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People are always exploring new ways of treating ailments and illnesses, and the field of substance abuse treatment is no exception. In particular, people who are interested in a whole-body treatment modality often seek out addiction treatment programs that provide holistic methods of managing various elements of the treatment process.
There are varied opinions about the effectiveness of holistic treatments; however, many treatment programs incorporate holistic elements into research-based treatment programs to enhance their offerings. Still, it can be helpful for people who are seeking this type of treatment to understand what works, what might not work, and what types of holistic programs to look for.
A definition provided by WebMD states that holistic medicine is a treatment modality that considers the whole person when providing treatment. The “whole person” part of the definition means including elements of treatment for the body, mind, emotions, spirituality, and even environment when putting together a treatment plan.
Based on these elements, treatment is designed to involve the person in managing various areas of life and applying healing principles to each area. The central philosophy of this treatment modality is that the body has innate healing capabilities, and treatment is designed simply to cause those capabilities to engage, bringing the body, mind, emotions, and spirit back into balance and therefore into that person’s complete picture of health.
Applying this to drug addiction, holistic treatment seeks to provide a variety of techniques that all work together to bring the person into balance, helping to eliminate cravings and creating a lifestyle and personal environment where drugs are no longer needed or desired.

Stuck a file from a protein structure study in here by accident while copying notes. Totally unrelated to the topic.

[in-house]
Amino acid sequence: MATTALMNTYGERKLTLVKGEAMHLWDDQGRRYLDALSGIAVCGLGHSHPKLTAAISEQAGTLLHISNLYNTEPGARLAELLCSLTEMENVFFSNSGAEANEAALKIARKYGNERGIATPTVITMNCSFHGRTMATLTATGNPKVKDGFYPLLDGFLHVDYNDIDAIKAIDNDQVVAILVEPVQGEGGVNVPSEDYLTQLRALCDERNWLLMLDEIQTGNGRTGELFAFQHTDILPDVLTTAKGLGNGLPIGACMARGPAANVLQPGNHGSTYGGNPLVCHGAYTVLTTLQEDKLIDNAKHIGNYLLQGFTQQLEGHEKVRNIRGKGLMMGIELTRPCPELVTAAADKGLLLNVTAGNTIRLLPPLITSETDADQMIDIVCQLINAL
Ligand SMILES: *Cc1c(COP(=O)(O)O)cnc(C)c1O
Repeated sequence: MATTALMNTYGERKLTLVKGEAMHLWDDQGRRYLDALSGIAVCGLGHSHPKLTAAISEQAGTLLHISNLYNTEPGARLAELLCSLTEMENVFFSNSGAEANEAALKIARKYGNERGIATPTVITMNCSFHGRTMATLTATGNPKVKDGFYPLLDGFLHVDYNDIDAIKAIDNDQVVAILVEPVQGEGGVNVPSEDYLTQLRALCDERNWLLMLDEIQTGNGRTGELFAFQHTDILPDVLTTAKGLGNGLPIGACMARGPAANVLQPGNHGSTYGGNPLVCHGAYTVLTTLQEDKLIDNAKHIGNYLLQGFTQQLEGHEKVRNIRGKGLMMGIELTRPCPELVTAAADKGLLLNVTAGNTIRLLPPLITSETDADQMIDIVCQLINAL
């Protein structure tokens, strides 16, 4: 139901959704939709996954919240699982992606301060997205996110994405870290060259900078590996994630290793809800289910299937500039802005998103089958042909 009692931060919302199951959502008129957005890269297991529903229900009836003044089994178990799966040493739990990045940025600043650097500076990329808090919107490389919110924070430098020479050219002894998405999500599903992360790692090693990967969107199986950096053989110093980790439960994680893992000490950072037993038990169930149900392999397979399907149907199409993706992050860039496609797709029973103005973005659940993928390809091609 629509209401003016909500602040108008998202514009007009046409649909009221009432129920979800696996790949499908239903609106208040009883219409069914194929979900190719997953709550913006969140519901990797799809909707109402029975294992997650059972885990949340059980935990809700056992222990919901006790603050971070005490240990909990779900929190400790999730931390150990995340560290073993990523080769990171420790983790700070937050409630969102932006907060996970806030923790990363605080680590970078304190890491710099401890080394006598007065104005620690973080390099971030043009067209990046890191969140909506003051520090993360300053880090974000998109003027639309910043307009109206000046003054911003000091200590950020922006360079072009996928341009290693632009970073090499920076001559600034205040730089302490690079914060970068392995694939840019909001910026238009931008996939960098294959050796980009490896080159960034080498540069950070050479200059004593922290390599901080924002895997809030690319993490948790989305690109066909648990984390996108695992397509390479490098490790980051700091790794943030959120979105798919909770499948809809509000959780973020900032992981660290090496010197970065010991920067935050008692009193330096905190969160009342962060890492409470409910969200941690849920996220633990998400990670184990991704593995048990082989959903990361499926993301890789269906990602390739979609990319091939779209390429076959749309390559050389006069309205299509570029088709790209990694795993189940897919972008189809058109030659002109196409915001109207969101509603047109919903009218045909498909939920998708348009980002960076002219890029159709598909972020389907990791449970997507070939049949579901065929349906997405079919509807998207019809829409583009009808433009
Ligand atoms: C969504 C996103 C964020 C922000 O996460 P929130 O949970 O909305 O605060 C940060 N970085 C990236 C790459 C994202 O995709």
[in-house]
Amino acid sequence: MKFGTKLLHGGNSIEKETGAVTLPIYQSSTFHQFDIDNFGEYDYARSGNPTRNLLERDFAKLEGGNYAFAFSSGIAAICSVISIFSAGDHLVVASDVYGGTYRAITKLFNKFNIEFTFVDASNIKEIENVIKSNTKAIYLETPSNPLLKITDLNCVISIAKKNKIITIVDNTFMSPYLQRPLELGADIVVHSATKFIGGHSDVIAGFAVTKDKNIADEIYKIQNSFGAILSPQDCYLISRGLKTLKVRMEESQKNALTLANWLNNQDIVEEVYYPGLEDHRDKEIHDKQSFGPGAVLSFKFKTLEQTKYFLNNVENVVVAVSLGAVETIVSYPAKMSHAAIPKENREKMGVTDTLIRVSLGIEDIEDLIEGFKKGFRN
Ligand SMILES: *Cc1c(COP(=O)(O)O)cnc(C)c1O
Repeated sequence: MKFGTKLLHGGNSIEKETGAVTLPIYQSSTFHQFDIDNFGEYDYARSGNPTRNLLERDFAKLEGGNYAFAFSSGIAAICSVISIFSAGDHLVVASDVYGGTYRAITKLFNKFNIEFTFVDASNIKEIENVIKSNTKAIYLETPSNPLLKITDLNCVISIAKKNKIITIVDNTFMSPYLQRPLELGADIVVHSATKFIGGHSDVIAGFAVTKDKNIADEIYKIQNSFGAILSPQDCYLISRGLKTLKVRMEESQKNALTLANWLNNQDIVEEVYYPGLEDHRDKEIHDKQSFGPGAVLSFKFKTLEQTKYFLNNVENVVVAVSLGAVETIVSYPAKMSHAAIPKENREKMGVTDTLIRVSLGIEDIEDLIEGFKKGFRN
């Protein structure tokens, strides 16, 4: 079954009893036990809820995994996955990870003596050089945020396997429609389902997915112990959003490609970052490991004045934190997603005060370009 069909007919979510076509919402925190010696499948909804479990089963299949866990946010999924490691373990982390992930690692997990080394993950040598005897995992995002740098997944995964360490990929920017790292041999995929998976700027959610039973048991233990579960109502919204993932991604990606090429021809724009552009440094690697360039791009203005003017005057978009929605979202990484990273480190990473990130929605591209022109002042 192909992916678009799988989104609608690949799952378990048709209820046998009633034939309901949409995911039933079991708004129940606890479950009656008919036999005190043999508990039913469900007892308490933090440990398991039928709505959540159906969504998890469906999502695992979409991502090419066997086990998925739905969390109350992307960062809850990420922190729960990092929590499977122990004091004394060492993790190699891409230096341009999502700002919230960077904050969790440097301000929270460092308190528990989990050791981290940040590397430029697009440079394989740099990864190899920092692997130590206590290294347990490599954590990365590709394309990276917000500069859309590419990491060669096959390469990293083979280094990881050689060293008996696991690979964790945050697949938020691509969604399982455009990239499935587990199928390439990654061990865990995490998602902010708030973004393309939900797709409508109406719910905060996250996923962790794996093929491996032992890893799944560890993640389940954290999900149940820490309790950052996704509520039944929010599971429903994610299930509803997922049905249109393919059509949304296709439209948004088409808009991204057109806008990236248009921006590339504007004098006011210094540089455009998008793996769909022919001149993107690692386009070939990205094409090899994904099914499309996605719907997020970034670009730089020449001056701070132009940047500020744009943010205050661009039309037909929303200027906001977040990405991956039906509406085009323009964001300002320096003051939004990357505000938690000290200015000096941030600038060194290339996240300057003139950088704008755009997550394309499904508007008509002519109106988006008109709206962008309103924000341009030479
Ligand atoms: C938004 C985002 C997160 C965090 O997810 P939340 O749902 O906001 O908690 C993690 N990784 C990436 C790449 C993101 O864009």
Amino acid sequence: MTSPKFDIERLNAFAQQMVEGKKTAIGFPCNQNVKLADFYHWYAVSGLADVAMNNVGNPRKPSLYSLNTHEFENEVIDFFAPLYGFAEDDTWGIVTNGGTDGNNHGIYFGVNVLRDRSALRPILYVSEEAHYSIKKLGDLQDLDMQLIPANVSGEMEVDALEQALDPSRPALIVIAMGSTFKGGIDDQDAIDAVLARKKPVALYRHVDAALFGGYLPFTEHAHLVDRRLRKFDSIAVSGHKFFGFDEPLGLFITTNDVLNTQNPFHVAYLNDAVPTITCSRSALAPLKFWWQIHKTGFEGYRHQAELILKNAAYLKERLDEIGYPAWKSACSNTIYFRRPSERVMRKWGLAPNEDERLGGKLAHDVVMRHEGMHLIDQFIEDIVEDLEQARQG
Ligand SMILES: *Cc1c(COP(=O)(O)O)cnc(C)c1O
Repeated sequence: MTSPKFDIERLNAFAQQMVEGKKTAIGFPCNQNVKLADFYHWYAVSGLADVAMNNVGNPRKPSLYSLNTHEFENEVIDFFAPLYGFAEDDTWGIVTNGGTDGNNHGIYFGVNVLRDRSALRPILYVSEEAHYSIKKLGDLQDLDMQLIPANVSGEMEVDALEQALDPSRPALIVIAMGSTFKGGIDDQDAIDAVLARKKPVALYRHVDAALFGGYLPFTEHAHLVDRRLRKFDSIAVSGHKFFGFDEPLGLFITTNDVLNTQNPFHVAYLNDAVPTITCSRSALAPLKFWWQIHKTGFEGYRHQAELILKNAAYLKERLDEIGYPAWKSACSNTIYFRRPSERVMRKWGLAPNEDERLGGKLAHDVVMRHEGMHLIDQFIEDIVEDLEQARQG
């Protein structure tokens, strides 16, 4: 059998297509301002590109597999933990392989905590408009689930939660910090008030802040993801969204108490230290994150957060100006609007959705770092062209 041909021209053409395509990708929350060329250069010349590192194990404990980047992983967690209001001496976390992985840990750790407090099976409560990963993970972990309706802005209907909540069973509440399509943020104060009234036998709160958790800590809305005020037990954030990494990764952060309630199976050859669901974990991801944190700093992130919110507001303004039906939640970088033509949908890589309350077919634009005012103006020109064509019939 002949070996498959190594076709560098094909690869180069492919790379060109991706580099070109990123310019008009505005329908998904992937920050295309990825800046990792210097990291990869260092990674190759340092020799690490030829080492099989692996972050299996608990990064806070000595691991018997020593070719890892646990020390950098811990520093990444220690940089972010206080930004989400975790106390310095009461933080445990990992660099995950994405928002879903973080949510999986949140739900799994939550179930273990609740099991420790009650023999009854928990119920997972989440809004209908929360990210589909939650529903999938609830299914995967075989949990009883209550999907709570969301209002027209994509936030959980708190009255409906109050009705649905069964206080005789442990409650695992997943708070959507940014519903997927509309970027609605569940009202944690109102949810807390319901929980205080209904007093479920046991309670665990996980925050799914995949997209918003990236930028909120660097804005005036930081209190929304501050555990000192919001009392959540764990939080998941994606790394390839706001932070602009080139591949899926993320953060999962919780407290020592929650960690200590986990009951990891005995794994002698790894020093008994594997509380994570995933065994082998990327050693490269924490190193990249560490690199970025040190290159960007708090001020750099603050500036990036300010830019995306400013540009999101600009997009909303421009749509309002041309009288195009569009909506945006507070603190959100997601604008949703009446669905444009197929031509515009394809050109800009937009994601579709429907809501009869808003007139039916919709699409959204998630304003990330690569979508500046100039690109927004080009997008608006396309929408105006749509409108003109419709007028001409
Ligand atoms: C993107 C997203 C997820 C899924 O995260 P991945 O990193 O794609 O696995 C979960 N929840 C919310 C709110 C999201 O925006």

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There is a wide variety of treatment types used in holistic treatment. According to the American Holistic Health Association, these include:
The belief is that these practices can help calm the mind, heal the body, soothe the emotions, and strengthen the spirit, together creating an environment that can better help the person to manage triggering situations and decrease cravings.
The challenge is that there isn’t a lot of scientific research behind these practices. As a result, how well they actually do what they are said to do isn’t known yet. An article from Psychology Today indicates that there is little known about the effectiveness of the treatments. While some, like meditation and yoga, do seem to help for measurable reasons – such as lowering stress levels, which can help manage triggers – others do not have a lot of empirical support. Some of the therapies might help simply by making the individual more willing to enter treatment, while others may have no effect at all.
Because of this, it is important for those who are looking for these elements in a treatment program to research both the practice and the facility providing the care. By weighing pros and cons of the treatments and the practitioners, an individual entering drug treatment can be more assured of whether or not the alternative therapy will actually help.